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Tips for Purchasing Business Real Estate

A commercial real estate purchase is a complicated undertaking that is challenging even for professionals to time right to get maximum investment value.

As well, it’s a project replete with risk, as everyone involved in the picture – from buyers to sellers to agents to renters – can suffer the negative consequences of a drop or surge in demand. Then again, we also understand that the prospective rewards can be substantial.

Why Must a Business Buy Real Estate?

Experts believe a commercial real estate purchase gives more control over a business’ overhead costs, whereas with leasing, your rental costs may go up with the lease rolling over with at a time when the market is least profitable. The second benefit is gaining investment benefits – for example, property depreciation for tax-related purposes and, in time, appreciation of assets.

There are several factors to look into when choosing a commercial real estate property to purchase. One, that classic adage “location, location, location” is equally true for commercial real estate as it is for family homes. Here are other important issues to take into account:

The Community

Where the property is located is still the main issue. You’ll want to be as close to your customers, employees, and suppliers or vendors as possible. You must be convenient to everyone involved in your business, if you want to keep them there. However, depending on the type of business you have, rail, highway and shipping lane access may prove important as well.

Physical State

Once you have identified a prospective area, check how the property was used (think wear and tear), and whether environmental or potential liability issues, like lead paint, are in the picture.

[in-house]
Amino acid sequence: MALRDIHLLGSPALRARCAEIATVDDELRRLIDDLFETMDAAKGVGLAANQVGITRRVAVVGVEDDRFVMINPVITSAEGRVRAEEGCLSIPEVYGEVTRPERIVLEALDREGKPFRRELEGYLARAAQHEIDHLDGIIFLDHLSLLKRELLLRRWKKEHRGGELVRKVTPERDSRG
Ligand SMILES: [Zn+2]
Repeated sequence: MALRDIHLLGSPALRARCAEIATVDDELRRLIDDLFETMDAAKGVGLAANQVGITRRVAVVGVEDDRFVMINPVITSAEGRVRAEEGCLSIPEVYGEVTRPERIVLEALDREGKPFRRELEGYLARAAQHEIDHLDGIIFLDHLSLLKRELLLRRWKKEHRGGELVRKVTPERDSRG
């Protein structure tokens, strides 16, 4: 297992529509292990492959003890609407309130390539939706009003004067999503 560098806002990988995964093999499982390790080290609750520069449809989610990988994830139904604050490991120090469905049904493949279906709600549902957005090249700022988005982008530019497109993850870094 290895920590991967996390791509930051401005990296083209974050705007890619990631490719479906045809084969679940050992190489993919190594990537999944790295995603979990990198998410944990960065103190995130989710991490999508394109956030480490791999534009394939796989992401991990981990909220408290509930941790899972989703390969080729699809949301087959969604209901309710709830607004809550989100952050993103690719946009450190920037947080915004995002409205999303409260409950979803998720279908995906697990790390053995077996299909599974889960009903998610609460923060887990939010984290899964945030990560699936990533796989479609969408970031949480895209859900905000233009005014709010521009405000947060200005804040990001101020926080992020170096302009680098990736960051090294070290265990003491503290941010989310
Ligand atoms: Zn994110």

Suitability

If you are a financial services company, you clearly need commercial office space. If you are into manufacturing, you require an industrial space. In any case, make sure you do some research and learn about the area’s zoning requirements and that these will not pose problems with what you need to do on the property.

Exterior and Interior Limitations

Now whether it’s because of building codes, zoning laws or covenants, there could be alterations that you are not allowed to do on the property. For example, if you buy a building in a historic area, there may be rules to follow when making changes to the facade.

Access and Parking

Choose a property that offers parking convenience to customers, as well as compliant access for beneficiaries of laws such as the Americans With Disabilities Act.

Expansion or Leasing Opportunity

Finally, entrepreneurs usually have a positive outlook about growth, and this only means that the likelihood of expanding is a consideration, as is the opposite. When purchasing business property, find out whether you have the option to lease any extra area, just in case business doesn’t work out as rosily as you have predicted.